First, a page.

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Ex-prison guard, husband have pot charges tossed

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A state judge has dismissed felony marijuana possession charges against a former Waiawa Correctional Facility prison guard and her husband because the prosecutor took too long to take the case to trial. Circuit Judge Karen Nakasone is denying the state the opportunity to refile charges because Honolulu police caused the delay by dragging their feet when turning over evidence.

Logotaeao Marie Faatea, who at the time of her Sept. 15 arrest was a training sergeant at Waiawa, and John Evaliko-Faatea were arrested at their rented Aiea condominium after police seized live marijuana plants and processed marijuana from the condominium while executing a search warrant.

The state charged each of the Faateas with first-degree commercial promotion of marijuana, for possessing at least 25 pounds of marijuana, and first-degree promotion of a harmful drug, for possessing at least an ounce of processed marijuana. Both charges are Class A felonies punishable by up to 20 years in prison.

The Faateas were not at home when police raided the condominium. They were arrested when they returned and called police to report that their condominium had been burglarized.

Their lawyers say they believe the search of the condominium was illegal. When they asked questions about the search warrant, they said police were slow in providing answers to the prosecutor.

The lawyers wanted to know what kind of camera police used to take ground-view pictures of the Faateas’ 17th-floor apartment balcony and whether they used a drone to take an aerial-view picture of the balcony. The pictures were included in the search warrant request, which a different state judge approved Sept. 14.

Nakasone said Monday that she found it inexplicable that it took police so long to provide the laboratory test results of the items they seized from the condominium and to provide the prosecutor the answers to questions.

Police used a camera with a zoom lens to take ground-view pictures of the 17th-floor balcony, and an officer in a helicopter took the aerial-view picture.

The Faateas’ lawyers had argued that the use of a zoom lens and aerial surveillance was an invasion of the Faateas’ privacy, and that any evidence police gathered as a result of that invasion should be thrown out. Nakasone didn’t have to rule on the admissibility of the evidence gathered in the raid because she had already dismissed the case for violation of the Faateas’ constitutional speedy-trial rights.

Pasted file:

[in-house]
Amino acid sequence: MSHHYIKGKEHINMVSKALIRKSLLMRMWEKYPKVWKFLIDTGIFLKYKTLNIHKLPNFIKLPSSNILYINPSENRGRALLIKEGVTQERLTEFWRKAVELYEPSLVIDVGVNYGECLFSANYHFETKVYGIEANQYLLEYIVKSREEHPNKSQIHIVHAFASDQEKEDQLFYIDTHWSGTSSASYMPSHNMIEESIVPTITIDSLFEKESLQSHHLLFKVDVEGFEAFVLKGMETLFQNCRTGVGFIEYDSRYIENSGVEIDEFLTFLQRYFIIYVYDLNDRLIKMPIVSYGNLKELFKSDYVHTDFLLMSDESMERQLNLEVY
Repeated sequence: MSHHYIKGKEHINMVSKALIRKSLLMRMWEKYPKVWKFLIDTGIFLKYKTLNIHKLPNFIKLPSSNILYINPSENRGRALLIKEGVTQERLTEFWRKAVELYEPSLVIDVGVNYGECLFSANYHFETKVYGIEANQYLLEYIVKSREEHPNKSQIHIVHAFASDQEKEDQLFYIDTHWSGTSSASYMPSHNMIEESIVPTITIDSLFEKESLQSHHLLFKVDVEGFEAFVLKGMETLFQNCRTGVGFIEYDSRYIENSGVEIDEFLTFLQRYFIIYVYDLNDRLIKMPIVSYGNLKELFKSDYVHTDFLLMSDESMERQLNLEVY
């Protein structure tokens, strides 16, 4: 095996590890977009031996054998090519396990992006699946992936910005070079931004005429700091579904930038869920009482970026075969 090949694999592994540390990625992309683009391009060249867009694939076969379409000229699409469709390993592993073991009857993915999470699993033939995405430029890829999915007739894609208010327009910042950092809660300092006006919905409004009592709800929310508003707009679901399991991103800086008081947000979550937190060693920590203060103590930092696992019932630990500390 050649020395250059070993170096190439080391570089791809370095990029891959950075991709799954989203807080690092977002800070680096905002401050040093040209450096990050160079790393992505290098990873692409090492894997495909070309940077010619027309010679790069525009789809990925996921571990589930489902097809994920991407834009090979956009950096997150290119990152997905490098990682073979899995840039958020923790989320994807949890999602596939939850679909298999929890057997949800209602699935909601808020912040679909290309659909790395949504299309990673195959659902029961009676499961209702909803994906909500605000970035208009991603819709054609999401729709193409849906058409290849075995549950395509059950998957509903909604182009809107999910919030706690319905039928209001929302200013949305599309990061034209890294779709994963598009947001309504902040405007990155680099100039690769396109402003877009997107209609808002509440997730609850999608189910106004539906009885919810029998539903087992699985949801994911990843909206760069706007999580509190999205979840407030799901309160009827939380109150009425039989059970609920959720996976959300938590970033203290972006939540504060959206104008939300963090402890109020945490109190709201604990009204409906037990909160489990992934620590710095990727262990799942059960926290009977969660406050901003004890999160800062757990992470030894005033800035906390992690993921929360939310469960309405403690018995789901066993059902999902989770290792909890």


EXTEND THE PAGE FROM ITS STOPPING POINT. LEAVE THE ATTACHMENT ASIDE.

“Had the motion to suppress been heard, the evidence would have been thrown out,” said Richard Wurdeman, Logotaeao Faatea’s lawyer said.

Nakasone also didn’t have to rule on Faatea’s request to throw out statements she made during her arrest, prior to police informing her of her right to remain silent.

Police said Faatea told the arresting officers that she had a medical marijuana card, that she provided medicine to all her sick relatives who have cancer and that she also was giving some to neighbors in the building who have post-traumatic stress disorder.

When police applied for the search warrant, they said they had already confirmed that Faatea had a medical marijuana certificate and that the state Department of Health had listed the unit as an authorized place for Faatea to grow marijuana. Police also said that from their ground and aerial surveillance, there appeared to be more plants growing at the condominium than what state law allows for an individual user.

A spokesman says the Honolulu Department of the Prosecuting Attorney has yet to decide whether to appeal Nakasone’s dismissal order.

Faatea started working for the state Department of Public Safety in 2003. The department says her last day was June 22.

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